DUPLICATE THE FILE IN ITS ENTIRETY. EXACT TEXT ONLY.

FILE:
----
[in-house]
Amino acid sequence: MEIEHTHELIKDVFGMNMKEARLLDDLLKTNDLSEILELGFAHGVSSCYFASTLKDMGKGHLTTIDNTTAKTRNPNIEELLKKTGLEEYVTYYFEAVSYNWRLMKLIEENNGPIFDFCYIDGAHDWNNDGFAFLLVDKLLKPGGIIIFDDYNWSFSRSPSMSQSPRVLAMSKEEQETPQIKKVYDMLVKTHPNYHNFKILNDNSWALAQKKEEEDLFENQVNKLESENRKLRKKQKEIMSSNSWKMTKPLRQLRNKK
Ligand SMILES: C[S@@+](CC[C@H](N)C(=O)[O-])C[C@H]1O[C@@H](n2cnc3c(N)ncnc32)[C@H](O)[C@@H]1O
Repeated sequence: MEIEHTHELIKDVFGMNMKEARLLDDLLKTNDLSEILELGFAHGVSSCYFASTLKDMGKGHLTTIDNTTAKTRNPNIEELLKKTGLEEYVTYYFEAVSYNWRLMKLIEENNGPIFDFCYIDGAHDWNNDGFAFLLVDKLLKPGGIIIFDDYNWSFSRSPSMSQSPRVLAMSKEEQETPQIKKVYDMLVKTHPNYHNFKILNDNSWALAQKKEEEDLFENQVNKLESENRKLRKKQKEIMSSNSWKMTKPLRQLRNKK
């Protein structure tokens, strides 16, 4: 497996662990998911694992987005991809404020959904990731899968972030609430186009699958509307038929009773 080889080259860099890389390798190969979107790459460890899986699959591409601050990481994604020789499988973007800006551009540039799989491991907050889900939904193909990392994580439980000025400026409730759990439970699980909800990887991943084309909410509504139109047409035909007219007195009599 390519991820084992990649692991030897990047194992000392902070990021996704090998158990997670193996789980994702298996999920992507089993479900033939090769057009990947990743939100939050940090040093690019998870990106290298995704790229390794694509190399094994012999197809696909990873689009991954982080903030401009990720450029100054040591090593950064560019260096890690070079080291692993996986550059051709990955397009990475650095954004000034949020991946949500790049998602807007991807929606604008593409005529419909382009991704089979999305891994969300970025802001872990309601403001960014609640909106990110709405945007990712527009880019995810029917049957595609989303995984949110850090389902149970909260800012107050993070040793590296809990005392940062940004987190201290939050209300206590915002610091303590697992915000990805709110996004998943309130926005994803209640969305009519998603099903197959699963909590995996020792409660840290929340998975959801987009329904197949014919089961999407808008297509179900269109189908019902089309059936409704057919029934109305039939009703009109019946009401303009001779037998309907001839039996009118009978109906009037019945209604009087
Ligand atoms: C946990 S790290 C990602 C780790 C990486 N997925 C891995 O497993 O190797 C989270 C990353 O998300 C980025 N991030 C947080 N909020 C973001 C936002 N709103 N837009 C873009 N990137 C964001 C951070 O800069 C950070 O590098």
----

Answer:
[in-house]
Amino acid sequence: MEIEHTHELIKDVFGMNMKEARLLDDLLKTNDLSEILELGFAHGVSSCYFASTLKDMGKGHLTTIDNTTAKTRNPNIEELLKKTGLEEYVTYYFEAVSYNWRLMKLIEENNGPIFDFCYIDGAHDWNNDGFAFLLVDKLLKPGGIIIFDDYNWSFSRSPSMSQSPRVLAMSKEEQETPQIKKVYDMLVKTHPNYHNFKILNDNSWALAQKKEEEDLFENQVNKLESENRKLRKKQKEIMSSNSWKMTKPLRQLRNKK
Ligand SMILES: C[S@@+](CC[C@H](N)C(=O)[O-])C[C@H]1O[C@@H](n2cnc3c(N)ncnc32)[C@H](O)[C@@H]1O
Repeated sequence: MEIEHTHELIKDVFGMNMKEARLLDDLLKTNDLSEILELGFAHGVSSCYFASTLKDMGKGHLTTIDNTTAKTRNPNIEELLKKTGLEEYVTYYFEAVSYNWRLMKLIEENNGPIFDFCYIDGAHDWNNDGFAFLLVDKLLKPGGIIIFDDYNWSFSRSPSMSQSPRVLAMSKEEQETPQIKKVYDMLVKTHPNYHNFKILNDNSWALAQKKEEEDLFENQVNKLESENRKLRKKQKEIMSSNSWKMTKPLRQLRNKK
């Protein structure tokens, strides 16, 4: 497996662990998911694992987005991809404020959904990731899968972030609430186009699958509307038929009773 080889080259860099890389390798190969979107790459460890899986699959591409601050990481994604020789499988973007800006551009540039799989491991907050889900939904193909990392994580439980000025400026409730759990439970699980909800990887991943084309909410509504139109047409035909007219007195009599 390519991820084992990649692991030897990047194992000392902070990021996704090998158990997670193996789980994702298996999920992507089993479900033939090769057009990947990743939100939050940090040093690019998870990106290298995704790229390794694509190399094994012999197809696909990873689009991954982080903030401009990720450029100054040591090593950064560019260096890690070079080291692993996986550059051709990955397009990475650095954004000034949020991946949500790049998602807007991807929606604008593409005529419909382009991704089979999305891994969300970025802001872990309601403001960014609640909106990110709405945007990712527009880019995810029917049957595609989303995984949110850090389902149970909260800012107050993070040793590296809990005392940062940004987190201290939050209300206590915002610091303590697992915000990805709110996004998943309130926005994803209640969305009519998603099903197959699963909590995996020792409660840290929340998975959801987009329904197949014919089961999407808008297509179900269109189908019902089309059936409704057919029934109305039939009703009109019946009401303009001779037998309907001839039996009118009978109906009037019945209604009087
Ligand atoms: C946990 S790290 C990602 C780790 C990486 N997925 C891995 O497993 O190797 C989270 C990353 O998300 C980025 N991030 C947080 N909020 C973001 C936002 N709103 N837009 C873009 N990137 C964001 C951070 O800069 C950070 O590098």